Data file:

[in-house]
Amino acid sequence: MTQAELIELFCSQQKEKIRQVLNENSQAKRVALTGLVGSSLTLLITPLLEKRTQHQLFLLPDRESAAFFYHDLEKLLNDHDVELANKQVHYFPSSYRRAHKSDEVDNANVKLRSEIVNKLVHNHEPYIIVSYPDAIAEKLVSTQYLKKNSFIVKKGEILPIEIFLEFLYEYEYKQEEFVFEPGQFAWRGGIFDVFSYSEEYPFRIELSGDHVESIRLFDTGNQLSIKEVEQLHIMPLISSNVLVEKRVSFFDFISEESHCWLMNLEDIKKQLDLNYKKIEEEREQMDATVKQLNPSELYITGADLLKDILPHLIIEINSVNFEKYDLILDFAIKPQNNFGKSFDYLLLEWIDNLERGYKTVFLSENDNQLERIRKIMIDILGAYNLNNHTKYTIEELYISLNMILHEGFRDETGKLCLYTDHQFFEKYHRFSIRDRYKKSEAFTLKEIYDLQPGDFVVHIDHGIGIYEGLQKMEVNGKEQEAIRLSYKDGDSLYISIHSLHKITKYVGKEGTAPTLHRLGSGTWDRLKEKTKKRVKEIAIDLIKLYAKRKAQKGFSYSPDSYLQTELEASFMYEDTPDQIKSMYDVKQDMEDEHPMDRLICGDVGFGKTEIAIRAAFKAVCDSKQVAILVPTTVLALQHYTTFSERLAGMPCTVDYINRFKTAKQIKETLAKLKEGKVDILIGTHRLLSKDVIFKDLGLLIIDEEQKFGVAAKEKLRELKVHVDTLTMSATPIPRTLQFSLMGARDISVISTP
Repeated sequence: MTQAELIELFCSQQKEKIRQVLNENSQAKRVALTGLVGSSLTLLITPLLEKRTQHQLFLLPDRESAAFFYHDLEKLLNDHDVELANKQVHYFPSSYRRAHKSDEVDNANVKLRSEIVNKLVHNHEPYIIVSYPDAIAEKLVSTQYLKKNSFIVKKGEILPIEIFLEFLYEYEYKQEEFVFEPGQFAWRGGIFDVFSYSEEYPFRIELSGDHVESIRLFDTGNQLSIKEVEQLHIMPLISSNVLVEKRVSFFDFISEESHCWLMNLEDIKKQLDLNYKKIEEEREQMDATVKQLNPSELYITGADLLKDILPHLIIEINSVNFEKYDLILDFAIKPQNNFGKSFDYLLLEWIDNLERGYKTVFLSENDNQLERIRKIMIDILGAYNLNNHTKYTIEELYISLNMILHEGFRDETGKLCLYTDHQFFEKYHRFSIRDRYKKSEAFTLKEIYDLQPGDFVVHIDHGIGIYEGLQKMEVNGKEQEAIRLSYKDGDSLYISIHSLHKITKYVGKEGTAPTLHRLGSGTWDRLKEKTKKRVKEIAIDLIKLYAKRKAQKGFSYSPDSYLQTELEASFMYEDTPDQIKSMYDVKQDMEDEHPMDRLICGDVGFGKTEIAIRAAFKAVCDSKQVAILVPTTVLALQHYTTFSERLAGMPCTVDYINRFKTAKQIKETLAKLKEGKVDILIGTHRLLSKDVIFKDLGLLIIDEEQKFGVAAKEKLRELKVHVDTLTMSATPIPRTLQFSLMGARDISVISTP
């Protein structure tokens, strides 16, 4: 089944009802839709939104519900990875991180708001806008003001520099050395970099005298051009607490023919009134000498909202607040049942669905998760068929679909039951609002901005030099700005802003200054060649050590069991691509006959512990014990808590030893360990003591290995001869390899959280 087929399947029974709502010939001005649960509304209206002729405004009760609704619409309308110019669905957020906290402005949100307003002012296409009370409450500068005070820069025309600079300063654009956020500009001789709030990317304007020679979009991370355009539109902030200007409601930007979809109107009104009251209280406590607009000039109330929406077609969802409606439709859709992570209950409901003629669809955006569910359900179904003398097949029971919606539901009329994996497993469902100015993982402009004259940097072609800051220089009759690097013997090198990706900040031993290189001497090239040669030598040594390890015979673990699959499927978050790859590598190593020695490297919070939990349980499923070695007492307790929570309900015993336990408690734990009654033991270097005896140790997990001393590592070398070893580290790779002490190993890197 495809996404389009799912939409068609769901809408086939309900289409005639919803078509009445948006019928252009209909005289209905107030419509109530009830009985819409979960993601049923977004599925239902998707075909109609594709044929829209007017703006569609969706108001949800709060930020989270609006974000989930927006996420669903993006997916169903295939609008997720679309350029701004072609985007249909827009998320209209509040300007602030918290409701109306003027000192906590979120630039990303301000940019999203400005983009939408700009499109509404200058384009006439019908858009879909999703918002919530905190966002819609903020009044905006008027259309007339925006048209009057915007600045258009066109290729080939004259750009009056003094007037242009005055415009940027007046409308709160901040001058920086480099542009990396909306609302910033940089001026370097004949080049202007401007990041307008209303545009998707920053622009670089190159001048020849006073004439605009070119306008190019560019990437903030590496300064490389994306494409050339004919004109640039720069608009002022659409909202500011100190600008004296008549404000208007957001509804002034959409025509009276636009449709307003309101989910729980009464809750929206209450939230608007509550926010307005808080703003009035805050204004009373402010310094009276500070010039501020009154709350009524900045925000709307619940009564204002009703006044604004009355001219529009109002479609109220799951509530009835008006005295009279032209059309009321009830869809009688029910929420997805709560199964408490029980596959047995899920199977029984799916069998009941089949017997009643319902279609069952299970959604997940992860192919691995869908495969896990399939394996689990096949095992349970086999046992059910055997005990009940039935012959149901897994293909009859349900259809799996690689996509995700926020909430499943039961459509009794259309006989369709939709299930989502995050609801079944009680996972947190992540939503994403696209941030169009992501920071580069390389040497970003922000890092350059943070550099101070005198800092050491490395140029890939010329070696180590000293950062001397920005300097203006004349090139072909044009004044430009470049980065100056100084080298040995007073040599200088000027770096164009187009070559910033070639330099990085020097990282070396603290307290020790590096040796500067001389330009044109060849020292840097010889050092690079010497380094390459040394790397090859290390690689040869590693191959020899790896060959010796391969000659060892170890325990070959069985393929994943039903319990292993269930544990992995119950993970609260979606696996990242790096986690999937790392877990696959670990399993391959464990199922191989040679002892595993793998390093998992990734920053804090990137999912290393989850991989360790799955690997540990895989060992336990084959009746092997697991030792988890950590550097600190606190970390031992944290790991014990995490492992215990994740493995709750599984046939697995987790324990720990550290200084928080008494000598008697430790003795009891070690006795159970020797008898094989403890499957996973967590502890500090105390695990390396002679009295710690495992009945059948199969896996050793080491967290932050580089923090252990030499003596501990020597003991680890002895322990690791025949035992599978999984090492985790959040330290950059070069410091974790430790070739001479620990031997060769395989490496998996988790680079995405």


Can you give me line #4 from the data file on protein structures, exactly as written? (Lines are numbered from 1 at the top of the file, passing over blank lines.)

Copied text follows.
């Protein structure tokens, strides 16, 4: 089944009802839709939104519900990875991180708001806008003001520099050395970099005298051009607490023919009134000498909202607040049942669905998760068929679909039951609002901005030099700005802003200054060649050590069991691509006959512990014990808590030893360990003591290995001869390899959280 087929399947029974709502010939001005649960509304209206002729405004009760609704619409309308110019669905957020906290402005949100307003002012296409009370409450500068005070820069025309600079300063654009956020500009001789709030990317304007020679979009991370355009539109902030200007409601930007979809109107009104009251209280406590607009000039109330929406077609969802409606439709859709992570209950409901003629669809955006569910359900179904003398097949029971919606539901009329994996497993469902100015993982402009004259940097072609800051220089009759690097013997090198990706900040031993290189001497090239040669030598040594390890015979673990699959499927978050790859590598190593020695490297919070939990349980499923070695007492307790929570309900015993336990408690734990009654033991270097005896140790997990001393590592070398070893580290790779002490190993890197 495809996404389009799912939409068609769901809408086939309900289409005639919803078509009445948006019928252009209909005289209905107030419509109530009830009985819409979960993601049923977004599925239902998707075909109609594709044929829209007017703006569609969706108001949800709060930020989270609006974000989930927006996420669903993006997916169903295939609008997720679309350029701004072609985007249909827009998320209209509040300007602030918290409701109306003027000192906590979120630039990303301000940019999203400005983009939408700009499109509404200058384009006439019908858009879909999703918002919530905190966002819609903020009044905006008027259309007339925006048209009057915007600045258009066109290729080939004259750009009056003094007037242009005055415009940027007046409308709160901040001058920086480099542009990396909306609302910033940089001026370097004949080049202007401007990041307008209303545009998707920053622009670089190159001048020849006073004439605009070119306008190019560019990437903030590496300064490389994306494409050339004919004109640039720069608009002022659409909202500011100190600008004296008549404000208007957001509804002034959409025509009276636009449709307003309101989910729980009464809750929206209450939230608007509550926010307005808080703003009035805050204004009373402010310094009276500070010039501020009154709350009524900045925000709307619940009564204002009703006044604004009355001219529009109002479609109220799951509530009835008006005295009279032209059309009321009830869809009688029910929420997805709560199964408490029980596959047995899920199977029984799916069998009941089949017997009643319902279609069952299970959604997940992860192919691995869908495969896990399939394996689990096949095992349970086999046992059910055997005990009940039935012959149901897994293909009859349900259809799996690689996509995700926020909430499943039961459509009794259309006989369709939709299930989502995050609801079944009680996972947190992540939503994403696209941030169009992501920071580069390389040497970003922000890092350059943070550099101070005198800092050491490395140029890939010329070696180590000293950062001397920005300097203006004349090139072909044009004044430009470049980065100056100084080298040995007073040599200088000027770096164009187009070559910033070639330099990085020097990282070396603290307290020790590096040796500067001389330009044109060849020292840097010889050092690079010497380094390459040394790397090859290390690689040869590693191959020899790896060959010796391969000659060892170890325990070959069985393929994943039903319990292993269930544990992995119950993970609260979606696996990242790096986690999937790392877990696959670990399993391959464990199922191989040679002892595993793998390093998992990734920053804090990137999912290393989850991989360790799955690997540990895989060992336990084959009746092997697991030792988890950590550097600190606190970390031992944290790991014990995490492992215990994740493995709750599984046939697995987790324990720990550290200084928080008494000598008697430790003795009891070690006795159970020797008898094989403890499957996973967590502890500090105390695990390396002679009295710690495992009945059948199969896996050793080491967290932050580089923090252990030499003596501990020597003991680890002895322990690791025949035992599978999984090492985790959040330290950059070069410091974790430790070739001479620990031997060769395989490496998996988790680079995405």